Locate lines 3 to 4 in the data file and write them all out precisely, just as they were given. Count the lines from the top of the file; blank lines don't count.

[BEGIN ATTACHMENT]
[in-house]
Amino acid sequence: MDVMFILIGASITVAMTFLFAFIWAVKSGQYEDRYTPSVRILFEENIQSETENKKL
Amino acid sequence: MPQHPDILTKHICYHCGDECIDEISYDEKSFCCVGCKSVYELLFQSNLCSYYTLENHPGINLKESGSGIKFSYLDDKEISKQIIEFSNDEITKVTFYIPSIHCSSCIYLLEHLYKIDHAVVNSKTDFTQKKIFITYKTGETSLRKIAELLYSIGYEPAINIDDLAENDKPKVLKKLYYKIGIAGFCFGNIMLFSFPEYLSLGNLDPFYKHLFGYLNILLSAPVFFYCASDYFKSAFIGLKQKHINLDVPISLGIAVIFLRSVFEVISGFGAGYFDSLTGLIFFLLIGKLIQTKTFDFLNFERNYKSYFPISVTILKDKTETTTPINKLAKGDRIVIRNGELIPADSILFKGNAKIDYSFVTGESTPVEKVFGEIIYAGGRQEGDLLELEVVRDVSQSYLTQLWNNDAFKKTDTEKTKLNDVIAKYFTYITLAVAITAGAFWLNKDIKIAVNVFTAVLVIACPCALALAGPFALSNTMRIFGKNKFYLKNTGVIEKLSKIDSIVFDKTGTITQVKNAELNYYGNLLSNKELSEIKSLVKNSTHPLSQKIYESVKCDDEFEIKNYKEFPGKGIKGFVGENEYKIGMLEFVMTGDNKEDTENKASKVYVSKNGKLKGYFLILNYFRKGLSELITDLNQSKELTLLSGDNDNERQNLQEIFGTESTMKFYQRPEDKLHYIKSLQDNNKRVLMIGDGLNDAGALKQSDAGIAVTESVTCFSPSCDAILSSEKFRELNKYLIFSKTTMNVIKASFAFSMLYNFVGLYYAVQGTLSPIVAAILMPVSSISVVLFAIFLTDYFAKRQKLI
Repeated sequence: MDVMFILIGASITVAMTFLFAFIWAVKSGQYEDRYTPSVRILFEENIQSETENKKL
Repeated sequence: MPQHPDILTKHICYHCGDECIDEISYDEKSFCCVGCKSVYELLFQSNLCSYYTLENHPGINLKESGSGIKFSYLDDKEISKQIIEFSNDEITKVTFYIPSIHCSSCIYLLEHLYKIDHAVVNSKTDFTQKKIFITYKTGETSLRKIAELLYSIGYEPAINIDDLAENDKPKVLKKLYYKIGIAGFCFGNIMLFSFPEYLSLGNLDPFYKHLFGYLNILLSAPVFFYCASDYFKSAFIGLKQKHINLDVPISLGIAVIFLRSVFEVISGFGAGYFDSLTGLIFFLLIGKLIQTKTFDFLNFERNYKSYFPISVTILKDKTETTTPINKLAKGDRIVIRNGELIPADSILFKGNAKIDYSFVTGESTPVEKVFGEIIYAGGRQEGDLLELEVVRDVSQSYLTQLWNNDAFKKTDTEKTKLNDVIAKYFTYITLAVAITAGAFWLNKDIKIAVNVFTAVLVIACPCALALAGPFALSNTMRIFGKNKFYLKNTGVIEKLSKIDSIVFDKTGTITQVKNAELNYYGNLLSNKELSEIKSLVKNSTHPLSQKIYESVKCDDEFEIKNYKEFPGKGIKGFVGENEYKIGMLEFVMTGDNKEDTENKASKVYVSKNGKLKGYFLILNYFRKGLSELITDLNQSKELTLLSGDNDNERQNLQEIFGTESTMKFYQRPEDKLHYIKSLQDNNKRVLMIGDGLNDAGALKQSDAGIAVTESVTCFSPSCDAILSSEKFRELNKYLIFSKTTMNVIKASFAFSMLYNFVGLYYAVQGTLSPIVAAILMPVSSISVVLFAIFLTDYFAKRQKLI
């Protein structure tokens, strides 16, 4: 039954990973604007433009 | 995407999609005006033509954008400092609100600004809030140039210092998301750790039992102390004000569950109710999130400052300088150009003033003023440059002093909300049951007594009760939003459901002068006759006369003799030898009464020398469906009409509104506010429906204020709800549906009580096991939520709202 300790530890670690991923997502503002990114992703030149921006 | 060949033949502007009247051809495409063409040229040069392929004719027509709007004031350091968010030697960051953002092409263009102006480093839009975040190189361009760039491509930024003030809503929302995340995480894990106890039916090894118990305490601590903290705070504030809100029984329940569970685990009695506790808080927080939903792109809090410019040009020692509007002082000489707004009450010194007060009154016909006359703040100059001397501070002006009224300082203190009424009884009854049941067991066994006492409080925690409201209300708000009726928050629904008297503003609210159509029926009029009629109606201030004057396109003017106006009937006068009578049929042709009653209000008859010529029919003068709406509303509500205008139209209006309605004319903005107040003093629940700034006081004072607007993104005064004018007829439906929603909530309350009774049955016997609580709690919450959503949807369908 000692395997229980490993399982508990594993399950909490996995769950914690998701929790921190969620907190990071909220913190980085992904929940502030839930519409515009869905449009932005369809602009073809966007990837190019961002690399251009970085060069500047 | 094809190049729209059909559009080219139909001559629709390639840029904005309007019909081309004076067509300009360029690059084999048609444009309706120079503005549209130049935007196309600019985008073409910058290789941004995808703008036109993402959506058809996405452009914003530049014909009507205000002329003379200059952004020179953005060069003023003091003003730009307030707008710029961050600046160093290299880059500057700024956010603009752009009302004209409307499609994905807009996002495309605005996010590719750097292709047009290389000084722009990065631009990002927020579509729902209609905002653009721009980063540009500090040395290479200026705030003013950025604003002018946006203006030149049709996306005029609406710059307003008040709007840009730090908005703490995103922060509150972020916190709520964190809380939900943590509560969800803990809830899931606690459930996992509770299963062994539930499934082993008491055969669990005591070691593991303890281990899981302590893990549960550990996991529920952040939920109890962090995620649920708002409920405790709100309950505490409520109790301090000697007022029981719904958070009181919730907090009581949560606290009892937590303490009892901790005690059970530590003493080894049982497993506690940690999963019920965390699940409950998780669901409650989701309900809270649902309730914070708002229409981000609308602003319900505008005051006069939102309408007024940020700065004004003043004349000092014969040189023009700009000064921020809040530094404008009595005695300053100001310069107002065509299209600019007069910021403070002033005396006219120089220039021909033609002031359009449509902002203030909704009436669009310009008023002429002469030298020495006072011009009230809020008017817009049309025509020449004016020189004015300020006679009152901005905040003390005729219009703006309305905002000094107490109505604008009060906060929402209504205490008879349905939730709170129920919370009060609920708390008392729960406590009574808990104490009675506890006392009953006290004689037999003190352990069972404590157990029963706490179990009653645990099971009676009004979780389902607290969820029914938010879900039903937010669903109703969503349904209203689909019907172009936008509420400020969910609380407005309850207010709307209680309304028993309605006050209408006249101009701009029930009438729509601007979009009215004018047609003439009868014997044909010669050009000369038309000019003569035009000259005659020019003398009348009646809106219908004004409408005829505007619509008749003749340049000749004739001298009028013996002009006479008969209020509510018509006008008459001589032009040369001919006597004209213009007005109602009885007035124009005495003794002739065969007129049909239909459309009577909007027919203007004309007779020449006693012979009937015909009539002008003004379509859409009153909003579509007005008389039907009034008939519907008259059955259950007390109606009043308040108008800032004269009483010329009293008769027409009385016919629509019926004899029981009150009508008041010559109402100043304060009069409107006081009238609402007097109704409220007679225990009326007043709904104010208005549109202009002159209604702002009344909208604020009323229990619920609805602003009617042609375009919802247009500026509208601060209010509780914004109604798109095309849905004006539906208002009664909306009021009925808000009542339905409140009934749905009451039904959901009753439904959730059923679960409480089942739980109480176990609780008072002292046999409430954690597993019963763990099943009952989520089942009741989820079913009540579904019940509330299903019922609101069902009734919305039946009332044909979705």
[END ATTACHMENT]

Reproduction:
Amino acid sequence: MPQHPDILTKHICYHCGDECIDEISYDEKSFCCVGCKSVYELLFQSNLCSYYTLENHPGINLKESGSGIKFSYLDDKEISKQIIEFSNDEITKVTFYIPSIHCSSCIYLLEHLYKIDHAVVNSKTDFTQKKIFITYKTGETSLRKIAELLYSIGYEPAINIDDLAENDKPKVLKKLYYKIGIAGFCFGNIMLFSFPEYLSLGNLDPFYKHLFGYLNILLSAPVFFYCASDYFKSAFIGLKQKHINLDVPISLGIAVIFLRSVFEVISGFGAGYFDSLTGLIFFLLIGKLIQTKTFDFLNFERNYKSYFPISVTILKDKTETTTPINKLAKGDRIVIRNGELIPADSILFKGNAKIDYSFVTGESTPVEKVFGEIIYAGGRQEGDLLELEVVRDVSQSYLTQLWNNDAFKKTDTEKTKLNDVIAKYFTYITLAVAITAGAFWLNKDIKIAVNVFTAVLVIACPCALALAGPFALSNTMRIFGKNKFYLKNTGVIEKLSKIDSIVFDKTGTITQVKNAELNYYGNLLSNKELSEIKSLVKNSTHPLSQKIYESVKCDDEFEIKNYKEFPGKGIKGFVGENEYKIGMLEFVMTGDNKEDTENKASKVYVSKNGKLKGYFLILNYFRKGLSELITDLNQSKELTLLSGDNDNERQNLQEIFGTESTMKFYQRPEDKLHYIKSLQDNNKRVLMIGDGLNDAGALKQSDAGIAVTESVTCFSPSCDAILSSEKFRELNKYLIFSKTTMNVIKASFAFSMLYNFVGLYYAVQGTLSPIVAAILMPVSSISVVLFAIFLTDYFAKRQKLI
Repeated sequence: MDVMFILIGASITVAMTFLFAFIWAVKSGQYEDRYTPSVRILFEENIQSETENKKL